433D 3-Cylinder Express Passenger Locomotive
Designed by Frihdrik Tešlov
Built in 1950 by Henschel & Sohn, Kassel, Germany
the RSR was still pondering where to order the new 2-10-2s Tešlov had
designed, work had already started on their passenger counterparts, the
class 433D 4-8-2s. Henschel, of Kassel, who had free capacity where
order (from Portugal, evidently) had been cancelled, were able to fit
RSR job in. A total of 60 of these superb engines, which were to
the RSR's passenger traffic as the 533As would later do with the goods
services, was delivered during 1950 and 1951. Unfortunately, owing to a
misunderstanding in the drawing office, which led to the assumption
that the loading gauge could accommodate the extra height of the
chimney extension common in German practice, the 433Ds were too tall as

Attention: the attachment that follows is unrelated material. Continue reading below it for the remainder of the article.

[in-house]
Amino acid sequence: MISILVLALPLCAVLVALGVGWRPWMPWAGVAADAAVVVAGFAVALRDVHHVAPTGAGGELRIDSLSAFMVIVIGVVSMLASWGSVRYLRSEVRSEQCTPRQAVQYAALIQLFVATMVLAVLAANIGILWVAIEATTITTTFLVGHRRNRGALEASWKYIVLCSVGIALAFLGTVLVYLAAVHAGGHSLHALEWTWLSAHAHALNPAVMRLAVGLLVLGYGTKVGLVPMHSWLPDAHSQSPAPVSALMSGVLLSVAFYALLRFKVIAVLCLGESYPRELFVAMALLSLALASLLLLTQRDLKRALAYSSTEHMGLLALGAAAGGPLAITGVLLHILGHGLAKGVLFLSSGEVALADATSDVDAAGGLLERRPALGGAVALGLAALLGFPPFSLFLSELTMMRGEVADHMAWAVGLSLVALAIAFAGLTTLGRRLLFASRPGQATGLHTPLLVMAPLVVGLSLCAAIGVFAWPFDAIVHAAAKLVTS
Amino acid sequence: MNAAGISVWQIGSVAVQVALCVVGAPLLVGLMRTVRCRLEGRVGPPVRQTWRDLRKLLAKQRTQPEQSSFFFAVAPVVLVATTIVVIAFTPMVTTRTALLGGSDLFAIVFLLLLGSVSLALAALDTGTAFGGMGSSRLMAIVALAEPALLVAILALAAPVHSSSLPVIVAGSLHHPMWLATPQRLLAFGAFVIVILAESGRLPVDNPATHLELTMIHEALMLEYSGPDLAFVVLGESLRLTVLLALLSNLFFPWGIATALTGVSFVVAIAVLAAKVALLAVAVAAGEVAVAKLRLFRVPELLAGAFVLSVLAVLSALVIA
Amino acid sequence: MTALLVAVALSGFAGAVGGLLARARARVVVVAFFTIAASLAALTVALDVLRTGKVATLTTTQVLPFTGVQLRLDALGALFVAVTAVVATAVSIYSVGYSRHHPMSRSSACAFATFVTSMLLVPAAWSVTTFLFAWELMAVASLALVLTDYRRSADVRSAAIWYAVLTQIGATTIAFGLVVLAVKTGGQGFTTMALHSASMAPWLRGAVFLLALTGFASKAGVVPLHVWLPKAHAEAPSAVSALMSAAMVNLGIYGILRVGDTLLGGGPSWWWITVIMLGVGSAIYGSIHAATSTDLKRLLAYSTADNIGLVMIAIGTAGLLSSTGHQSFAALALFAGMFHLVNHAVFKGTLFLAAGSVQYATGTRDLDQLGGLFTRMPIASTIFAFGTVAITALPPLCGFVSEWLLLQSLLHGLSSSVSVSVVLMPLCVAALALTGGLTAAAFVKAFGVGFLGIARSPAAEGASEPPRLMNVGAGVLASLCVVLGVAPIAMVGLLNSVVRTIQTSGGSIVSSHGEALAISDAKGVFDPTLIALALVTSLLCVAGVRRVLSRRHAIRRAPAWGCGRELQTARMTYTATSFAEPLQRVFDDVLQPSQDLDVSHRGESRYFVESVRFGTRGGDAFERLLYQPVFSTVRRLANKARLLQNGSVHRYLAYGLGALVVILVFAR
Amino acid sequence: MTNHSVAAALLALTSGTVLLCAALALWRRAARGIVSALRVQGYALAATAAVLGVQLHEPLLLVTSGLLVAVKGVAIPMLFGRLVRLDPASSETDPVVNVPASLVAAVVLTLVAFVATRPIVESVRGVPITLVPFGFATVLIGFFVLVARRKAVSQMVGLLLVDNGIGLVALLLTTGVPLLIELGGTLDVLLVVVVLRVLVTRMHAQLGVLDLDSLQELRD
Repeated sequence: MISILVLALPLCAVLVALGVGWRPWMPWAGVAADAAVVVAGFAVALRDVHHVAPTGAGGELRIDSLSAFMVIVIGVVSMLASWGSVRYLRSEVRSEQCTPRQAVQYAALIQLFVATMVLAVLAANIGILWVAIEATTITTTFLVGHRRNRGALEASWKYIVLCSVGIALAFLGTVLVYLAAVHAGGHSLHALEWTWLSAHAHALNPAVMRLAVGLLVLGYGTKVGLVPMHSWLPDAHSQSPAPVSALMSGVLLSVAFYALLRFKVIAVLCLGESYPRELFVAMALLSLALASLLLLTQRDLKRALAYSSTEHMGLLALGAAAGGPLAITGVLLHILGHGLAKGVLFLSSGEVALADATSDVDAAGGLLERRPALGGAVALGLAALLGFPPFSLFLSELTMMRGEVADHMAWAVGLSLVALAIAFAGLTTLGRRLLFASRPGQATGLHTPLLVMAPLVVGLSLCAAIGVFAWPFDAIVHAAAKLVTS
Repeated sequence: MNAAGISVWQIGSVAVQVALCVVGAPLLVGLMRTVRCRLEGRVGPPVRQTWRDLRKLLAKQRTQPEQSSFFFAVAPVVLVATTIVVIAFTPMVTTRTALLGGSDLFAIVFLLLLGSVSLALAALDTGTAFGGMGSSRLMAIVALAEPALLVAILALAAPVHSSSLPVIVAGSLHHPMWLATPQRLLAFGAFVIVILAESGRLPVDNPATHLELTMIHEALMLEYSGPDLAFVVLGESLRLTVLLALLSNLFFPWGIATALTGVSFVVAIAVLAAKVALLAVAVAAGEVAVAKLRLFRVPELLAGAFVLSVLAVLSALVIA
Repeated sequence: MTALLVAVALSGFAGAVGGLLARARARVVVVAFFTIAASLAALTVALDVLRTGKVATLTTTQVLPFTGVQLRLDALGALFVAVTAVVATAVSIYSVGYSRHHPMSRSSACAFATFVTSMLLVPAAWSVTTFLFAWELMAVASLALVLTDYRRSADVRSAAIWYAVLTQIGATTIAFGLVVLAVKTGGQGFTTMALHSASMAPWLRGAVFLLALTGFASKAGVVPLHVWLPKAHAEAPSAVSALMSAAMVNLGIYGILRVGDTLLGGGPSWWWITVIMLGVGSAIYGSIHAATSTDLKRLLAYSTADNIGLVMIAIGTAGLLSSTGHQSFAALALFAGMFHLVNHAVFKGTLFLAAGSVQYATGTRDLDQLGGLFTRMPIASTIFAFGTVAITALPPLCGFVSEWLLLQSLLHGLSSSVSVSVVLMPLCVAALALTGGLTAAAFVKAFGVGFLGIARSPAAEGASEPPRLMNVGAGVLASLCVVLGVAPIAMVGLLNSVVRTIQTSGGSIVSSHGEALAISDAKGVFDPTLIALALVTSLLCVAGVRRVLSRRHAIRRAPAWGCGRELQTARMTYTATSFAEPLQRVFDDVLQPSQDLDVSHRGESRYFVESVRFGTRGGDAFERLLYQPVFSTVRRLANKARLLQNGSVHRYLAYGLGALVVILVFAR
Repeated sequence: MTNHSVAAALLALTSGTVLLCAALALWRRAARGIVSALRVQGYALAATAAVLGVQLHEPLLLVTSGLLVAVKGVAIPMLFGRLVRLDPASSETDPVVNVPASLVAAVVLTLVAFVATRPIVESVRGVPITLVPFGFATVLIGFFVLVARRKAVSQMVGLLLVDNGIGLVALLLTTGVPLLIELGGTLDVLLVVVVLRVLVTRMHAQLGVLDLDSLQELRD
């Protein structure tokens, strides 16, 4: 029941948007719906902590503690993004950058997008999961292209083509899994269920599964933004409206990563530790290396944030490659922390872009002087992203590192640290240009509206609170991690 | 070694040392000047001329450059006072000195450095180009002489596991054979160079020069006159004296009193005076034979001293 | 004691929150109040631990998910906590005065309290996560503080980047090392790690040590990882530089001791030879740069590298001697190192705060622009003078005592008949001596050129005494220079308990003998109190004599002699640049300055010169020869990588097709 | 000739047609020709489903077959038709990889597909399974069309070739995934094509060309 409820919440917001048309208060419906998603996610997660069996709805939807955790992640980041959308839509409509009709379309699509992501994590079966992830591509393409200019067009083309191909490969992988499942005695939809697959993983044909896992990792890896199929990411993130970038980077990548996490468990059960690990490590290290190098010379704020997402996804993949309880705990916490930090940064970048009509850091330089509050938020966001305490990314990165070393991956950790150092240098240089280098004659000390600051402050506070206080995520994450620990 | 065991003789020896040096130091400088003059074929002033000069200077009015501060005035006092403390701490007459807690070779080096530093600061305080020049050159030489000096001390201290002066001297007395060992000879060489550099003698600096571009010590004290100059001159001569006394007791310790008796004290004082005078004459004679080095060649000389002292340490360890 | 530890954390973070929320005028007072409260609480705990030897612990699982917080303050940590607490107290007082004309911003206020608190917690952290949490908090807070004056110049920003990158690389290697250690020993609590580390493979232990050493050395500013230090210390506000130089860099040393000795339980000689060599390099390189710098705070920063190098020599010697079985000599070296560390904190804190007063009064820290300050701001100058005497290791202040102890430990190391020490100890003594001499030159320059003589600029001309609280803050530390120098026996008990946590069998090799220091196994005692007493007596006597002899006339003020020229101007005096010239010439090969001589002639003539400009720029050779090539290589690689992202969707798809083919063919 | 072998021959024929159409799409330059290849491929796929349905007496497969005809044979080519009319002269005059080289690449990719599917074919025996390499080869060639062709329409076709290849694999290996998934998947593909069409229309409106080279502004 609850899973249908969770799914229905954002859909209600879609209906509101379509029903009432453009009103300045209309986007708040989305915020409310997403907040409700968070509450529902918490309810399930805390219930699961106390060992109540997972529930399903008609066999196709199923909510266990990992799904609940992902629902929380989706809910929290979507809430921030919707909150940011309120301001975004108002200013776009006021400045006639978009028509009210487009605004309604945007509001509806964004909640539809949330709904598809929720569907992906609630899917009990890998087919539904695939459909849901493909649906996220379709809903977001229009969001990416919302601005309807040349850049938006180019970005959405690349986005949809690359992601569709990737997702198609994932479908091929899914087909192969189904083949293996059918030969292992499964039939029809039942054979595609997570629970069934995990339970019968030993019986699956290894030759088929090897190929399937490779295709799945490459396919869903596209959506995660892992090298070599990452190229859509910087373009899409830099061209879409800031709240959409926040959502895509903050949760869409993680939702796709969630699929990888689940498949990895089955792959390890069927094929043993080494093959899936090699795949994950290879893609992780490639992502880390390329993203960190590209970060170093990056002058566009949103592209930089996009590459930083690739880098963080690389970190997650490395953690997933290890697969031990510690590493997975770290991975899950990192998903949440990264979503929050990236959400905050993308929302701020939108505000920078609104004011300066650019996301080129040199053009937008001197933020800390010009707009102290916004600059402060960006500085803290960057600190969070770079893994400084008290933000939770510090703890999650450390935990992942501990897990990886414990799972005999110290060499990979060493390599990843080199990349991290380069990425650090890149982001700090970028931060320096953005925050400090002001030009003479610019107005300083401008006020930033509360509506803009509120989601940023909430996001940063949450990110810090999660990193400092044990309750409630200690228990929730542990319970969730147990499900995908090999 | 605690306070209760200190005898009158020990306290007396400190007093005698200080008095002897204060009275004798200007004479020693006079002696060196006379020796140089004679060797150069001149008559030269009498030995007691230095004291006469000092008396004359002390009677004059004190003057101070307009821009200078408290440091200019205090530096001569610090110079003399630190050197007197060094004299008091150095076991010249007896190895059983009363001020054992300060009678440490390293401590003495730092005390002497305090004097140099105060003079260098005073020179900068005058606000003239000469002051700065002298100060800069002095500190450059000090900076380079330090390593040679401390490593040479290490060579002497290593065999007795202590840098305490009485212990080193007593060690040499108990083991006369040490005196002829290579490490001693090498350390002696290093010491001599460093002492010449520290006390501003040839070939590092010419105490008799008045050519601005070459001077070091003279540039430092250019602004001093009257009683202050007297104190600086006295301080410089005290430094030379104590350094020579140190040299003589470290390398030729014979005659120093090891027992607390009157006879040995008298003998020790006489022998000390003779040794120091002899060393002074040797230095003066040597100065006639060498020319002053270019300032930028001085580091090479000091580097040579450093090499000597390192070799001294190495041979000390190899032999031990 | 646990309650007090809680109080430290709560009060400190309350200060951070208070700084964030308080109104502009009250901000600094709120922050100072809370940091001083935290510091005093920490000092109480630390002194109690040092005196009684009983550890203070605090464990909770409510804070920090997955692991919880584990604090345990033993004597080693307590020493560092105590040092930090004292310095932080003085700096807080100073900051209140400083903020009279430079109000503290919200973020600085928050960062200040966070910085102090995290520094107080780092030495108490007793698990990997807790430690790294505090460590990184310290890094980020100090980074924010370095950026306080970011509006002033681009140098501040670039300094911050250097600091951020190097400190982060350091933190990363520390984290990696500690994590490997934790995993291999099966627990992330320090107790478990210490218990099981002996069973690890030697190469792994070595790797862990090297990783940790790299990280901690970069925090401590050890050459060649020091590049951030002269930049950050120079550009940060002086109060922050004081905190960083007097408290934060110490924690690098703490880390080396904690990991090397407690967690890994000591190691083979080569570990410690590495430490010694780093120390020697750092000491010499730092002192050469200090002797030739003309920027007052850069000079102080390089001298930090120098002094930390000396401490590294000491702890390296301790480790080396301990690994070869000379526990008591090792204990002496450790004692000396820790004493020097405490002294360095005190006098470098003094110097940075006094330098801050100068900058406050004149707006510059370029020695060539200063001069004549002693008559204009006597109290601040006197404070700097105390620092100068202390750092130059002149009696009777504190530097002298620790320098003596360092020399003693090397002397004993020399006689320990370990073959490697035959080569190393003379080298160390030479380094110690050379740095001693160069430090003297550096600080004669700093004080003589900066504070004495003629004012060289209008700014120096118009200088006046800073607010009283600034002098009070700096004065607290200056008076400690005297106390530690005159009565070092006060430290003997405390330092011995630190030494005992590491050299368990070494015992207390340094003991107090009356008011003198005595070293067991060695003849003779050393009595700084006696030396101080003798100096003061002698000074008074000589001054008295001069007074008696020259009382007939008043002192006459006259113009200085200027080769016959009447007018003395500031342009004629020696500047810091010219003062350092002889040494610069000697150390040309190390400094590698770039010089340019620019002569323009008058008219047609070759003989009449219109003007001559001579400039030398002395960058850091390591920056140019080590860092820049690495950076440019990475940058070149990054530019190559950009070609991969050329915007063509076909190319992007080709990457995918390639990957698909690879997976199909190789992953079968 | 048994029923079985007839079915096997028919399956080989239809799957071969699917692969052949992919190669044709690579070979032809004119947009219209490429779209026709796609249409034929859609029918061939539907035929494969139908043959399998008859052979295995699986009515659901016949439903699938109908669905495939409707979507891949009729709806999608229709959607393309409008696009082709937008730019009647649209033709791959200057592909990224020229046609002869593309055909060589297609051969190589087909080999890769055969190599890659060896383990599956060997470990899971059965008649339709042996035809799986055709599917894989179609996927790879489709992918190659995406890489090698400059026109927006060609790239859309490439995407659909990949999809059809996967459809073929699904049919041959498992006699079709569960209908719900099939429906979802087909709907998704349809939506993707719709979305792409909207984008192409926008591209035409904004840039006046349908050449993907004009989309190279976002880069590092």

built and had to be confined to major routes in the northern plains.
After the embarrassments of the 434A and 474A, the RSR knew better than
to complain to Henschel.
in 1955, most of the class received new tapered boilers, which despite
a slightly reduced heating surface were thermodynamically superior,
becoming class 433DD. Their height was also reduced to fit within the
general RSR loading gauge.
positive experience the RSR was achieving with poppet valves led also
to their application to the 433DDs. As they passed through the works
from 1957 onwards, all engines were fitted with the new valve gear,
greatly enhancing their performance and efficiency.
In 2000, all
(no. 433DD.034 was badly damaged in an accident
Nestavor in 1957 and had to scrapped - without having received its
poppet valves) were still in service and making a
contribution to the RSR's passenger moving efforts, sharing the top
with the later 4-8-4s. Withdrawals began in 2002 and proceeded at a steady
pace, leaving just nine engines in service as of January 2008. No. 433DD.017 had
already been set aside for preservation in working order. In their time the
433DDs were, it seems, more popular with the enginemen than later designs, owing
to their easy steaming and roomy (although admittedly draughtier) cabs.
Text and graphics © Norman Clubb 2012